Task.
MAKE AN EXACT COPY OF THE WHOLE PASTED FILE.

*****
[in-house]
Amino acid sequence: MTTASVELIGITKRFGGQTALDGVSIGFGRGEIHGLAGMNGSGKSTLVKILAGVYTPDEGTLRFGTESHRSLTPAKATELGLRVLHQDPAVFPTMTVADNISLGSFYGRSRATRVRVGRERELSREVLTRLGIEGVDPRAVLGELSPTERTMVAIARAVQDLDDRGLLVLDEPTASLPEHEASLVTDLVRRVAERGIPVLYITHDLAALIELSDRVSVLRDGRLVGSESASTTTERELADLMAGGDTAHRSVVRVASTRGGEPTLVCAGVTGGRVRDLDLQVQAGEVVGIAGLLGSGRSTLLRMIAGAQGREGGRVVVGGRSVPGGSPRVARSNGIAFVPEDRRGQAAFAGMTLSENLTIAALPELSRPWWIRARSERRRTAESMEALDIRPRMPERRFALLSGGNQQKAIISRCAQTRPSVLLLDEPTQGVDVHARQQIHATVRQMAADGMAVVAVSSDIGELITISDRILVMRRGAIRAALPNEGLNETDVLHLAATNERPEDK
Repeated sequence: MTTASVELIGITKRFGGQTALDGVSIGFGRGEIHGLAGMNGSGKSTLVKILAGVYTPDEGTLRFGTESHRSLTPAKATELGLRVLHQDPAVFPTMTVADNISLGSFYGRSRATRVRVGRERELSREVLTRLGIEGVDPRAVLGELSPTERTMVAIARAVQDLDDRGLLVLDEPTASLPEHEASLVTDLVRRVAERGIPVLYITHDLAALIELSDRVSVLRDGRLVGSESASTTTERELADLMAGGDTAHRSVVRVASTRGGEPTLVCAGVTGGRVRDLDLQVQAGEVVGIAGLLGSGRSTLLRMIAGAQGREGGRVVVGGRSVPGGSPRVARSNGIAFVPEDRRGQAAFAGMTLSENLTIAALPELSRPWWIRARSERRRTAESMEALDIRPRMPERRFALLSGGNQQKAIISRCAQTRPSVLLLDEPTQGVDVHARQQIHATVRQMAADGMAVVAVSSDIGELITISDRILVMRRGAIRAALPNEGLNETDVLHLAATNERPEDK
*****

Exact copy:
[in-house]
Amino acid sequence: MTTASVELIGITKRFGGQTALDGVSIGFGRGEIHGLAGMNGSGKSTLVKILAGVYTPDEGTLRFGTESHRSLTPAKATELGLRVLHQDPAVFPTMTVADNISLGSFYGRSRATRVRVGRERELSREVLTRLGIEGVDPRAVLGELSPTERTMVAIARAVQDLDDRGLLVLDEPTASLPEHEASLVTDLVRRVAERGIPVLYITHDLAALIELSDRVSVLRDGRLVGSESASTTTERELADLMAGGDTAHRSVVRVASTRGGEPTLVCAGVTGGRVRDLDLQVQAGEVVGIAGLLGSGRSTLLRMIAGAQGREGGRVVVGGRSVPGGSPRVARSNGIAFVPEDRRGQAAFAGMTLSENLTIAALPELSRPWWIRARSERRRTAESMEALDIRPRMPERRFALLSGGNQQKAIISRCAQTRPSVLLLDEPTQGVDVHARQQIHATVRQMAADGMAVVAVSSDIGELITISDRILVMRRGAIRAALPNEGLNETDVLHLAATNERPEDK
Repeated sequence: MTTASVELIGITKRFGGQTALDGVSIGFGRGEIHGLAGMNGSGKSTLVKILAGVYTPDEGTLRFGTESHRSLTPAKATELGLRVLHQDPAVFPTMTVADNISLGSFYGRSRATRVRVGRERELSREVLTRLGIEGVDPRAVLGELSPTERTMVAIARAVQDLDDRGLLVLDEPTASLPEHEASLVTDLVRRVAERGIPVLYITHDLAALIELSDRVSVLRDGRLVGSESASTTTERELADLMAGGDTAHRSVVRVASTRGGEPTLVCAGVTGGRVRDLDLQVQAGEVVGIAGLLGSGRSTLLRMIAGAQGREGGRVVVGGRSVPGGSPRVARSNGIAFVPEDRRGQAAFAGMTLSENLTIAALPELSRPWWIRARSERRRTAESMEALDIRPRMPERRFALLSGGNQQKAIISRCAQTRPSVLLLDEPTQGVDVHARQQIHATVRQMAADGMAVVAVSSDIGELITISDRILVMRRGAIRAALPNEGLNETDVLHLAATNERPEDK